It is unclear exactly when Swinnerton married the first of his many wives. He was caught in a scandal with a wealthy San Francisco heiress. The couple claimed that they had been secretly married someplace else but skeptical newspapers noted there was "no record of a marriage license." The heiress soon abandoned Swinnerton for Japan, while he quelled his sorrow in three other official marriages, along with semi-marriages and quasi-marriages in different locations. The combined alimony from his disorderly love life kept him on the brink of poverty. For much of his life, Swinnerton shuttled between lavish parties at Hearst's mansion, San Simeon, and dodging bill collectors.

As the comic strip industry grew up around Swinnerton, he found kindred spirits. The young Walt Disney used to come to his birthday parties. Swinnerton took George Herriman (creator of Krazy Kat), Rudolph Dirks (creator of the Katzenjammer Kids), and the painter Maynard Dixon on a safari through the Arizona desert to see the Hopi Tribe of Indians do their annual snake dance. Can you imagine the conversation around that campfire at night? The group traveled by horseback through the Grand Canyon and Monument Valley (which later played a significant role in Krazy Kat.) It was on this trip that Swinnerton gave Dixon a half interest in the Arizona desert.

With the passage of time, the roads of comic land became paved. Syndicates became well oiled machines with standard printed contracts. Colleges taught classes in how to write graphic novels and The Joe Kubert School of Cartoon and Graphic Art trained the comic strip artists of the future. But at the formative stages of comic strips, it was oddballs such as Swinnerton-- colorful people who had a hard time fitting into conventional jobs-- who started the medium rolling.

Sunday, June 08, 2008


The poet Dante famously fell in love with Beatrice the first time he saw her, at age ten. He later wrote:
At that very moment, and I speak the truth, the vital spirit, the one that dwells in the most secret chamber of the heart... spoke these words: Ecce deus fortior me, qui veniens dominabitur mihi. ("Behold, a deity stronger than I; who coming, shall rule over me.")
Dante only met Beatrice once more before she died at a young age, yet he devoted most of his life to writing poetry in her honor. She was his inspiration for La Vita Nuova and he gave her a starring role in his epic masterpiece, the Divine Comedy, as the person who guides him to Paradise.

Dante and Beatrice at the gates of Paradise, by Dore

The artist Henry Darger (1892-1973) led an agonized childhood. Born in poverty and orphaned at an early age, he was sent away at age 12 to the Asylum for Feeble Minded Children in Lincoln Illinois, a brutal place where children were abused and mistreated. At age 16, he escaped to Chicago where he found work as a janitor and lived a reclusive life, writing and drawing alone in his shabby apartment at night. In 1911, Darger became transfixed by a photograph in the Chicago Daily News of a young missing girl, Elsie Paroubek.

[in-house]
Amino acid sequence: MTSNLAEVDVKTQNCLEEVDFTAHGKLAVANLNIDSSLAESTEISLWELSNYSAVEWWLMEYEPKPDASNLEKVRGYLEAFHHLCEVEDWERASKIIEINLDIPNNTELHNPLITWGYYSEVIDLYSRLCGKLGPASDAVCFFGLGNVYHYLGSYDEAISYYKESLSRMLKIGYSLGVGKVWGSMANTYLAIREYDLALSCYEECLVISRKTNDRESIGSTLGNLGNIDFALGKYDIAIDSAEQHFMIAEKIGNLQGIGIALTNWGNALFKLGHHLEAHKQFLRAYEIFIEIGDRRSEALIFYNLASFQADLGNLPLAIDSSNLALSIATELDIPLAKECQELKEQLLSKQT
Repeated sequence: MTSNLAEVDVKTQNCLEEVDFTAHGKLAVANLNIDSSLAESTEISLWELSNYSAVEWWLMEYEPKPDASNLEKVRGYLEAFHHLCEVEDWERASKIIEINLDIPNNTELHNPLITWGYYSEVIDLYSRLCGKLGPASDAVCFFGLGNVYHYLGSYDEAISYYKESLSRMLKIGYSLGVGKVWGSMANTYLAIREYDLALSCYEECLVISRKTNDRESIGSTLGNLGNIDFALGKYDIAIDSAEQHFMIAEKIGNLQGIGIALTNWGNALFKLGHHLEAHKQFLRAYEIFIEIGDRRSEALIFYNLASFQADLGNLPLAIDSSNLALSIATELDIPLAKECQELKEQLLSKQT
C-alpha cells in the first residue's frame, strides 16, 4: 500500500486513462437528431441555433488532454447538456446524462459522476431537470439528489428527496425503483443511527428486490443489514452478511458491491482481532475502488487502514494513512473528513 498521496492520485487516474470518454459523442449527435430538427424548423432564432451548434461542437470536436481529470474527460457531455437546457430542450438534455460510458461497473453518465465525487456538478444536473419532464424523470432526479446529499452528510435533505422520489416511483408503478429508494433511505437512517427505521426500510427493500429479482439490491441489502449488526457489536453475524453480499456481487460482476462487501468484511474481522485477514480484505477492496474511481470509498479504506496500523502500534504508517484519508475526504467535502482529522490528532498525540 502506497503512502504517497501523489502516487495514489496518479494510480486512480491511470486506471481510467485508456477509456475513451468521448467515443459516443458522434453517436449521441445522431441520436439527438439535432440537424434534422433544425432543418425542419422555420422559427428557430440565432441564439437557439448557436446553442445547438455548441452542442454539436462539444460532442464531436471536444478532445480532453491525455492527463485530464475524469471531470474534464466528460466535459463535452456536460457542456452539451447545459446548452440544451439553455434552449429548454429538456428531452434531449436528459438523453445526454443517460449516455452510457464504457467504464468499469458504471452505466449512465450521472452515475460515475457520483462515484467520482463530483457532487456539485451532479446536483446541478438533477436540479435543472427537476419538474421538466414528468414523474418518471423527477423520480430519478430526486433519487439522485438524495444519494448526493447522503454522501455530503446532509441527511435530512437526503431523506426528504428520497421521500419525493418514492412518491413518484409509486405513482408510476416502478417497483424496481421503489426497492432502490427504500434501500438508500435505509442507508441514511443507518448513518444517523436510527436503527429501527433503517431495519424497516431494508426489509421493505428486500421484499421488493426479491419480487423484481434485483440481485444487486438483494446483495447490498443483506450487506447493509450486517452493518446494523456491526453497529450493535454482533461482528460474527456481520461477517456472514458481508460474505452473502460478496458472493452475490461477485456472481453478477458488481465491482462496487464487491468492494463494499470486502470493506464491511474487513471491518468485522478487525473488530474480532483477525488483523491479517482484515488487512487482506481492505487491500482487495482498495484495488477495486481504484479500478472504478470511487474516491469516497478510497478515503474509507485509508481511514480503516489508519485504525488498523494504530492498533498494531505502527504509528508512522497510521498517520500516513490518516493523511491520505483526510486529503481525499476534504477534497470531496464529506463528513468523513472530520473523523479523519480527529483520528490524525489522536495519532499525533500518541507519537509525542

He kept this picture among his treasured possessions. He painted Elsie's portrait and built a small shrine for her in a nearby barn. After a month long search, police discovered the murdered girl's body in a drainage canal.

Devastated, Darger developed a story based upon Paroubek. He made her the leader of a child rebellion against evil adults who practiced child slavery. In his story, the adults (called "Glandelinians") murdered the young girl, but her martyrdom led to an epic war between the forces of good (children) and evil (adults).

Darger's story grew into a 5,145-page masterpiece which consumed most of the rest of his life. He called his chronicle The Story of the Vivian Girls, in What is known as the Realms of the Unreal, of the Glandeco-Angelinnian War Storm, Caused by the Child Slave Rebellion. The Vivian girls were sisters who led the war against the Glandelinians, a struggle which grew to involve armies of naked young girls, typhoons that wiped out nations, a winged monster called "a Handsome Dude," and the massacre of thousands of cities of innocents. I find Darger's illustrations extraordinarily beautiful:

Despite all the horrors detailed in his lengthy war, Darger insisted that the "assassination of [Elsie's character] was the most shocking child murder ever caused by the Glandelinian Government."

He became so obssessed with Elsie's photograph that he risked eternal damnation by confronting God over it. Darger lost his precious photo and became convinced that God had taken it to test him. When Darger could not find it anywhere, he began to threaten God that the Glandelinians would win the war unless the photo was returned. "In case of no return by March 1916, the Glandelinians will not be forced into submission but shall progress better than before..." Darger kept extending God's deadline but after many years, when God failed to comply, a livid Darger made his counterpart in the story, a Captain Henry Darger, defect to the side of the Glandelinians.